Morcegos no tráfego is a multipurpose sensor network.
The original idea
In 2015, two friends and I developed a project for a sensor platform to measure the traffic flux. The project was developed in São Paulo , Brazil, funded by the Agency of Technological Development (ADESAMPA).
The prototype was compromised of a microcontroller with a radio equipment using the Zigbee protocol (a protocol which allows the devices to be connected in a mesh) and an ultrasonic sensor. The electronics were in a waterproof case equipped with solar panels that allowed the device to be autonomous.
A broader purpose
During the development of the product, we realized that the city could be better managed with more information and that there were a large number of applications for data that is available on the streets.
One of the most important piece of information on the streets is the traffic flux. Systems to measure traffic exist in almost all large cities, but the level of development in the technology used widely varies. Although São Paulo, Brazil, is a city that faces great losses in productivity in traffic, the traffic monitoring is sub-optimal and it is made primarily by tracking the velocity of buses and by manual counting of cars. Therefore, we proposed that one of the priority applications of network of sensors and transceivers (devices able to receive and transmit data) is to monitor the traffic in São Paulo.
We advocate that sensor network infra-structure is essential for solving current problems of the city and will serve broader purposes in the future .
Applications of a transceiver network
A network of transceivers consists on the installation and maintenance of devices in a city that can transmit information in a secure and reliable manner. Such kind of network is an expensive and changing commitment for large cities, but we believe it can be installed from projects with a defined goal, such as measuring the traffic in São Paulo. This is a chance that cities have to capitalize of problems to solve other challenges of managing modern megalopolis.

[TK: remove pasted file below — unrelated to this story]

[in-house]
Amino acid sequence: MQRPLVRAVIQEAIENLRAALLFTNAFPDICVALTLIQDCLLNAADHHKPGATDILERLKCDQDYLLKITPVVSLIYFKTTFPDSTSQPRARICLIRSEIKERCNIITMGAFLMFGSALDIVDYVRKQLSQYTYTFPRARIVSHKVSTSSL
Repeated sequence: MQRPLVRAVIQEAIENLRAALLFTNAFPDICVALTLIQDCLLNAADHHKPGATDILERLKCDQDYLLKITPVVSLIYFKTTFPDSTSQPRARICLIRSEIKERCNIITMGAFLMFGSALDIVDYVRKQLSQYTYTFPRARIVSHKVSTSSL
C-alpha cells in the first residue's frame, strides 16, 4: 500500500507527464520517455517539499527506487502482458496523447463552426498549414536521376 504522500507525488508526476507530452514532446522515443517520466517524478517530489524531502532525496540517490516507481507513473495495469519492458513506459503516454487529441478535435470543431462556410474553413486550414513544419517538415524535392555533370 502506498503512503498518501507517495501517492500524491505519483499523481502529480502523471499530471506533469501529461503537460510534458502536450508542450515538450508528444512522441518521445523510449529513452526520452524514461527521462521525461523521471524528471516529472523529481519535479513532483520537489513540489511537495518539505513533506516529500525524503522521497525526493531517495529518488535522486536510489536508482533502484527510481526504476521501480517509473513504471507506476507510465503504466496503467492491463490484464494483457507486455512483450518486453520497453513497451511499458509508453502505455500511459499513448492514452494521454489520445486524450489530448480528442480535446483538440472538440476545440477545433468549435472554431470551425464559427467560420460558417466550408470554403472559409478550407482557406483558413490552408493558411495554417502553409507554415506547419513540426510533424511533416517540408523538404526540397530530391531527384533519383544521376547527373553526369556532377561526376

These are some other challenges that might need a pre-existing network of sensors to be successful:
- Organization of large events
- The organization of large events, like the Olympics or the World Cup, require real-time coordination of the traffic. The management of these events can not be made based on long term averaged data, since these events represent exceptions in the traffic. Therefore, real time tracking of traffic in the case of special events can contribute to their success.
- Autonomous cars
- The success of autonomous cars depends first on the collection of information around it. Currently, cars are being developed by the information that can be collected from sensors in cars, but could they make use of sensors that are fixed on the streets? And if so, should this network belong to a single car maker? We believe our project can contribute with open data that will help to develop cheaper and safer self-driving cars.
- Research about the effect of the city on health and risk assessment
- In cities, we are surrounded by an increasingly complex environment. Often, the city environment is associated with factors there are a risk to our health, such as heating, air and sound pollution. At the same time, the city environment is not-homogeneous, that is, risks of pollution can be concentrated in certain regions. A network of pollution sensors can provide spacial and temporal information about pollution that can help to solve the problem in its origin, besides providing information that can help the management of public health and of insurance.
We believe the installation of a public network of transceivers is the most efficient way for cities to solve challenges that require extensive data. We envision this can be done by taking investment from oriented to solve large challenges, such as the traffic in São Paulo, but we believe it will serve broader purposes in the future.
In order to do this, we are further developing the prototype.